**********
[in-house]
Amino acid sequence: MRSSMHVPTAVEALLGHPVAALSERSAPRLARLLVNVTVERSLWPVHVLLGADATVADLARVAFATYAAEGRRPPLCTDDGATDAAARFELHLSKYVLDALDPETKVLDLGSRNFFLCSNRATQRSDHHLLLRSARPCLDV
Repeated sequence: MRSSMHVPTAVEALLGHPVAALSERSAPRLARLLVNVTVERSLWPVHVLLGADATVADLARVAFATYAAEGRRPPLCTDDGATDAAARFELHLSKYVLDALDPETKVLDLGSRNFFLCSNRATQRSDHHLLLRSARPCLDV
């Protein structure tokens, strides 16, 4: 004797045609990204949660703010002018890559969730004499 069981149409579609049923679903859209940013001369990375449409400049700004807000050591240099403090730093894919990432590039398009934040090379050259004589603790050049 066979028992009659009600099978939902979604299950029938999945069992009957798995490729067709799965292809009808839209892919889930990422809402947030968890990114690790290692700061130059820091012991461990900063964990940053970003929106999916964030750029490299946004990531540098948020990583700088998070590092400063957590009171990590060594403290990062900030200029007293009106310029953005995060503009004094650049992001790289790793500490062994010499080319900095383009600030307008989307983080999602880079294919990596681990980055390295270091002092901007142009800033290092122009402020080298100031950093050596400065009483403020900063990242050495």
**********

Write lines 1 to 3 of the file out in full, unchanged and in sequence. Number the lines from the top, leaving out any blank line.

[in-house]
Amino acid sequence: MRSSMHVPTAVEALLGHPVAALSERSAPRLARLLVNVTVERSLWPVHVLLGADATVADLARVAFATYAAEGRRPPLCTDDGATDAAARFELHLSKYVLDALDPETKVLDLGSRNFFLCSNRATQRSDHHLLLRSARPCLDV
Repeated sequence: MRSSMHVPTAVEALLGHPVAALSERSAPRLARLLVNVTVERSLWPVHVLLGADATVADLARVAFATYAAEGRRPPLCTDDGATDAAARFELHLSKYVLDALDPETKVLDLGSRNFFLCSNRATQRSDHHLLLRSARPCLDV